Last Saturday was the annual Joe Gerrity Jr. Memorial Stakes at Saratoga Harness. The Gerrity is a 15-race card that is the highlight of the Saratoga Harness racing season, and the top pacers from across the nation come to upstate New York for the big prizes.
Me? I’m just there to try to renew a photo experiment from last year.
Last year, I tried to shoot a series of finish line twilight photos with my telephoto 80-200 f/2.8 lens and my Nikon Df. I liked the final pictures … but I didn’t love them. That’s just me, I can’t settle for “just good enough” when it comes to photos.
So last Saturday, I tried to up my game. Brought the Nikon F2S film camera (“Nikon Athena”) and a pack of Fuji 400 color print film. Oh, and my 55mm Nikkor F/1.2 lens, my widest lens in my F-mount arsenal.
The plan – get a photo of the winning horse as it passes across the illuminated finish line. No flash, no strobes – just the atmospheric light and the overhead tower glow.
Pulled up at the Harness track at about 6:30 p.m. Oh, and did you know that Saratoga Harness’ adjoining hotel and casino has free EV car-charging stations? That’s right, I can photograph the entire track card and my 2017 Chevrolet Volt Premier (“Lightning’s Girl”) will get a full recharge of go-go spark.
Okay. Car’s plugged in, got my tripod and my camera bag, and …
Suddenly, a Jeep pulls up next to me. “Chuck! Get in, I’ll drive you over to the track!”
I looked – it was Melissa, the track photographer at Saratoga Harness. She’s a really nice person, and she has her own side hustle with homemade gemstones and such. And I’m not going to turn down a free trip to the track.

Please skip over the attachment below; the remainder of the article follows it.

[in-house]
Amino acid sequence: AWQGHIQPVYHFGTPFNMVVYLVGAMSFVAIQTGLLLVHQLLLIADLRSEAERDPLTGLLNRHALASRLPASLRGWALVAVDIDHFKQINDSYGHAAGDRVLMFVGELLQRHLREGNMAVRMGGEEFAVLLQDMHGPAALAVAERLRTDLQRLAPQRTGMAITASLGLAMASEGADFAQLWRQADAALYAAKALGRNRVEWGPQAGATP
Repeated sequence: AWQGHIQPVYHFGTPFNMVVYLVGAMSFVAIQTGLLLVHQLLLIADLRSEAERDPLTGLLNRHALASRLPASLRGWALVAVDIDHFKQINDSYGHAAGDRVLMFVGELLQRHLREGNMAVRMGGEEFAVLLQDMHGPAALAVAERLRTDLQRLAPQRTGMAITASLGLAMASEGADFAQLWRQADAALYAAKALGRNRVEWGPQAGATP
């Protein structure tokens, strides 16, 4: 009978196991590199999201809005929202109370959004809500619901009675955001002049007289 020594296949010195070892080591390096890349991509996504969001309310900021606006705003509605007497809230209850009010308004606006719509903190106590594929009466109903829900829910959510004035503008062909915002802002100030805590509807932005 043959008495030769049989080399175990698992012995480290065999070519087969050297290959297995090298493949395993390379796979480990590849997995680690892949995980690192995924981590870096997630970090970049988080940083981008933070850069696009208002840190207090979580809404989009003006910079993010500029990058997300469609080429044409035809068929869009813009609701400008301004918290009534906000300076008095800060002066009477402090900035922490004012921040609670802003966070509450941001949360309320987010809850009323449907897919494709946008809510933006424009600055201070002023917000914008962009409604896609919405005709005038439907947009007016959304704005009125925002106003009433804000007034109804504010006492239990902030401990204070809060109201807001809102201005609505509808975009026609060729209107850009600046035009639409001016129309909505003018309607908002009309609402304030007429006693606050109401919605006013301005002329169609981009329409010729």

The first few races were in the daylight, and I set up my camera just at the rail, at maybe a 45-degree angle so that the finish line and the tote board were in complete focus.
A few daytime shots, just to test out this camera’s abilities …
Not bad. Not great, but okay.
As darkness approached, I slowly opened up the lens aperture. My film speed is ISO 400, I can’t change that. So the only two variables available are shutter speed and aperture. I need a fast shutter speed – these are horses pacing at full pacer speed, so I don’t dare go below 1/125th of a second.
I started with f/16, as it was a bright and sunny day. As the skies darkened, I trusted the light meter on the F2S chassis. Once it got the aperture fully opened to f/1.2 … I had to trust the process.
As a photographer, shooting with film presents its own challenges. You have to trust your process. You have to make sure everything is on point – film speed, shutter speed and aperture. You don’t get the luxury of checking Live View to confirm if the shot worked out. No chimping allowed with print film, folks.
And you’re also waiting for the results. Not just in terms of minutes, but in days. I’m still not comfortable developing my own film – well, I can do it so long as it’s B&W 120 film, anything else is still nerve-wracking for me. So color print film goes to McGreevy Pro Lab in Albany on Wednesday, as their development day is Wednesday night. Slide film gets mailed to Dwayne’s Photo in Parsons, Kansas, and I’ll just have to resolve myself to a 3-week wait for results. Not complaining, mind you. Just understanding that there’s a process to all this.
Last night, my film shots came back from McGreevy Pro Lab. It looks as if I hit my film exposures right on the horse’s nose. Yeah, I’m digging Nikon Athena. And as for using Fuji 400 print film …
Here’s one of the night shots.
Yikes. Avert your eyes. This is awful.
Those shutter speeds do absolutely NOTHING to help. There’s still a nasty amount of motion blur on this photo. The numbers on the tote board are reasonably readable, but the horses are speeding by to the point where you can’t make out any numbers on them. Nothing. It’s just a straight-up mess.
When I try this again (and you know I will), I’m going to see if I can push the film by shooting it at maybe 1600 ISO (even though it’s 400 ISO) and asking the pro lab to give it a two-stop push and pray for good results.
But at least I have a baseline on this.